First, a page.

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Diversity, equity, and scientific misconduct

by Alycia Stigall
Diversity, equity, and scientific misconduct

For the past few decades, there has been a push to increase diversity in science. However, many of those efforts have been targeted at fitting members of under represented minorities within the structural framework developed in the early 20th century or before.  When that structural framework was developed, the typical scientist was a white male who was either single or had a spouse who did not work outside the home.  Such a profile no longer fits the majority of people who aspire to become professional scientists.  Thus, in order to achieve full inclusion and enhanced participation in science, changes must be made to structural barriers that restrict participation in science.

Recently, the American Geophysical Union (AGU) adopted a new Scientific Integrity and Professional Ethics Policy that is a step forward in changing the scientific culture to reduce structural barriers to full participation in science.  The AGU Board of Directors approved a revised code of ethics that includes language against sexual harassment, bullying and discrimination.

Here is the announcement of the policy: https://eos.org/agu-news/agu-revises-its-integrity-and-ethics-policy

Announcement from On The Prow: http://fromtheprow.agu.org/setting-the-bar-high-to-end-harassment-in-the-sciences/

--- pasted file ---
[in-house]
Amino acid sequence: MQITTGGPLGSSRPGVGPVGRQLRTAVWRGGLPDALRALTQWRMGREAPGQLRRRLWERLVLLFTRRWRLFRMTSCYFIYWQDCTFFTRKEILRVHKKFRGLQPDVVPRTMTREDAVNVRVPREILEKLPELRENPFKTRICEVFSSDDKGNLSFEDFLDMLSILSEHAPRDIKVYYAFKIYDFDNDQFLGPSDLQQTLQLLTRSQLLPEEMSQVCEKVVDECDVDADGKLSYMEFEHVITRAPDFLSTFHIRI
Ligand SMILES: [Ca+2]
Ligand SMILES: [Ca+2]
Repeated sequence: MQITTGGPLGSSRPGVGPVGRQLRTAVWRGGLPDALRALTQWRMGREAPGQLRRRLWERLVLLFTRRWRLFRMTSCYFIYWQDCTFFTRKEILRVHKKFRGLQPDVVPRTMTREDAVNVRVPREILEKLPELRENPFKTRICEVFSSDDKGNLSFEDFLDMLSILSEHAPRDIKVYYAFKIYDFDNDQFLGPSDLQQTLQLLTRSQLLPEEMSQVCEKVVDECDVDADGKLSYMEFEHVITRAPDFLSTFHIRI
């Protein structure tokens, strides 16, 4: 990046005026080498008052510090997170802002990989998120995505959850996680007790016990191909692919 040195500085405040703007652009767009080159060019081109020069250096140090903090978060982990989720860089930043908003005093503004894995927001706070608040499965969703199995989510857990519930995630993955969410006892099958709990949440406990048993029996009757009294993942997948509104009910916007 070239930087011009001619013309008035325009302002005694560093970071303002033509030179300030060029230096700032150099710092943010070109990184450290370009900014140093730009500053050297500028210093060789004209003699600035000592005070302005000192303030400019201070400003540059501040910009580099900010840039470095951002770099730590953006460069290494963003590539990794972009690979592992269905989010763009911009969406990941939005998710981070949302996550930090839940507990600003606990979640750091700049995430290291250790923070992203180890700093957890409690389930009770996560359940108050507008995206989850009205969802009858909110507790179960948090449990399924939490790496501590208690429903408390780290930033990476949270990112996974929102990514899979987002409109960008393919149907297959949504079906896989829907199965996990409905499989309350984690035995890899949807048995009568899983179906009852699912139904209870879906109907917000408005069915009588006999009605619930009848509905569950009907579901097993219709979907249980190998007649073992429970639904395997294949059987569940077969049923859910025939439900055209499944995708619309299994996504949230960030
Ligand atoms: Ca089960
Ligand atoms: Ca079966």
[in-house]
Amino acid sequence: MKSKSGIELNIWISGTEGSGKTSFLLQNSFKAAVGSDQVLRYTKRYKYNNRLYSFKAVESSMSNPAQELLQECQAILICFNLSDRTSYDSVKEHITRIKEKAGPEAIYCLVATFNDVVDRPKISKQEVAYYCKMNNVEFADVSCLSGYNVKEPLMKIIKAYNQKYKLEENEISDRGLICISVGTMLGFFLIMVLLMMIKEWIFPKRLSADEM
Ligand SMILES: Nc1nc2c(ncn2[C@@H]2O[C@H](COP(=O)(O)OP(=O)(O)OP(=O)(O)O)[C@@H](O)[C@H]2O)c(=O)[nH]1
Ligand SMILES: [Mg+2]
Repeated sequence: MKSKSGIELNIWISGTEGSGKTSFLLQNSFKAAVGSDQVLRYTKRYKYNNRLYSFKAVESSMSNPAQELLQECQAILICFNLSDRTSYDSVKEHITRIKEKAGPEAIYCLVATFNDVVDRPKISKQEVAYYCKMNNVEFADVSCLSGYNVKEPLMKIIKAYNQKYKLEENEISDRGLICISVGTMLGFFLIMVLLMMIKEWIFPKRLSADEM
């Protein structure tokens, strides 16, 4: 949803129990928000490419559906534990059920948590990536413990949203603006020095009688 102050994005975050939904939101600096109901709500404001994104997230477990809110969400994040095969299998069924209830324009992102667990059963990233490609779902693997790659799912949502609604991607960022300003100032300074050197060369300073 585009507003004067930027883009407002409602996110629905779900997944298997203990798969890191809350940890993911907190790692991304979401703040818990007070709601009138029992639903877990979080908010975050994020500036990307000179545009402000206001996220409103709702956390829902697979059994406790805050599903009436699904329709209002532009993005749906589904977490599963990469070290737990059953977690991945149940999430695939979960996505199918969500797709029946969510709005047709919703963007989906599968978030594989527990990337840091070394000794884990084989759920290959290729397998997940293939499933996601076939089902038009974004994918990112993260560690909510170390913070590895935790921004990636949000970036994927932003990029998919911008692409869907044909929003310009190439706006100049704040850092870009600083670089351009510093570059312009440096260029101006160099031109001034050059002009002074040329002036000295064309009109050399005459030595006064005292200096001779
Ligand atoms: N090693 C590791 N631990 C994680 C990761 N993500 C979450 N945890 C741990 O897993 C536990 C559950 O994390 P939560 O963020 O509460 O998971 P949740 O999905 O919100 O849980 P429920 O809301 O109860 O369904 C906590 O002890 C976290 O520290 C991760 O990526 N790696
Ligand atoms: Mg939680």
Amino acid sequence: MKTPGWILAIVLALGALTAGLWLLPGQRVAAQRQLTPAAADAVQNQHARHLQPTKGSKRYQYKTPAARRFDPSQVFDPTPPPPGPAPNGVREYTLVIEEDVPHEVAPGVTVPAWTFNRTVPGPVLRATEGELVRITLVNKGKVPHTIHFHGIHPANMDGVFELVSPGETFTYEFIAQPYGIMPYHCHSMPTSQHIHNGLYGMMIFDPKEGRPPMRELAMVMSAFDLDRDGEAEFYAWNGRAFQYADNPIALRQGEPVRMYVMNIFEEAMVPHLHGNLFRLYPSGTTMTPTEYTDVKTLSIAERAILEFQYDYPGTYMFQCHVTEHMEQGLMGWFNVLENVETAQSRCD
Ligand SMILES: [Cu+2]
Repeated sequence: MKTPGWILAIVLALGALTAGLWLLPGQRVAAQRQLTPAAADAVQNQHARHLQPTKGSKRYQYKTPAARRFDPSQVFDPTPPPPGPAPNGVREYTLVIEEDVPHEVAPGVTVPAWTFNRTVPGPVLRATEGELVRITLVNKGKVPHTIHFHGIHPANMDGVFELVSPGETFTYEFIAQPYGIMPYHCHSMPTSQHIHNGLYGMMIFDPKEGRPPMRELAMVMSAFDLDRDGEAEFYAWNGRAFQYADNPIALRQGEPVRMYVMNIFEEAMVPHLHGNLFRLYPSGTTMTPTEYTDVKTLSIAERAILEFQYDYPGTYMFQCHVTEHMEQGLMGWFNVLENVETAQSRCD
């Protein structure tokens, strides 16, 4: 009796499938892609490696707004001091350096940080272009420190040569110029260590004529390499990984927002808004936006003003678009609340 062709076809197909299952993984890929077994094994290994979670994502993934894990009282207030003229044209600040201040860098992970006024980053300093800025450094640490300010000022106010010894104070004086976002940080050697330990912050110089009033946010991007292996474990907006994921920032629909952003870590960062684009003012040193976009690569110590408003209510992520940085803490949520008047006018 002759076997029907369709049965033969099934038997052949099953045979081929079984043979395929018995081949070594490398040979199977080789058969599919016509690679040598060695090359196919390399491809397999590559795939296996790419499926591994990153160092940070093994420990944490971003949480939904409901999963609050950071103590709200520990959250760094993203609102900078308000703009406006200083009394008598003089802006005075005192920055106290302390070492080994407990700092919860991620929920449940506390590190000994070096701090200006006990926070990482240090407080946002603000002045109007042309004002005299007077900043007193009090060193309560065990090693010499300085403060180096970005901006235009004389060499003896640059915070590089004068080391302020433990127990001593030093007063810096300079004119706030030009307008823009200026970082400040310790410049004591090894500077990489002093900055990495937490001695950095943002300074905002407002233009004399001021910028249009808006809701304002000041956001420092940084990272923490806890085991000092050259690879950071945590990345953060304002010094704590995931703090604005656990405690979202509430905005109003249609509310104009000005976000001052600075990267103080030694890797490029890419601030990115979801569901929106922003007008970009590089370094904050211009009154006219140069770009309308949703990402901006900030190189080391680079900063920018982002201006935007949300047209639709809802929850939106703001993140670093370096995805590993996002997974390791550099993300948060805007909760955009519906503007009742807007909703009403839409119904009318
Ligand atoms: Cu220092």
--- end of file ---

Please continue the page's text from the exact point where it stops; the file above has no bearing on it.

And here is the policy itself: http://ethics.agu.org/files/2013/03/Scientific-Integrity-and-Professional-Ethics.pdf

This policy is a bold and necessary step forward in reducing structural barriers to participation by underrepresented minority groups. By including harassment, discrimination, and bullying as equally egregious types of scientific misconduct as classically recognized research misconduct like data falsification and plagiarism, this policy aims to provide a more equitable working conditions and that can foster truly collaborative and innovative science.

Importantly, AGU has provided not just a policy, but mechanisms to enforce the policy. I am particularly impressed that AGU has developed a process to mediate and handle misconduct that does not rise to the level of formal complaint.

Formal complaints are often met with backlash, which reduces the frequency that harassment, discrimination and bullying events are reported.  So having a support system for incidents that may be perceived as a lower threat—at least initially—is really important. Many of the challenges that underpresented scientists face can be classified as microagressions, which build up over time and become significant factors in why members of underrepresented groups choose to leave science.

I am enthusiastic about AGU’s new ethics policy. Yes, a policy doesn’t change the culture of science overnight. But having strong policies like this will provide a pathway for the really needed and overdue culture shifts to operate and strengthen. By making discrimination, bullying, and harassment a mainstream scientific concern, AGU is taking a bold and meaningful step in building a better, more inclusive geoscience community.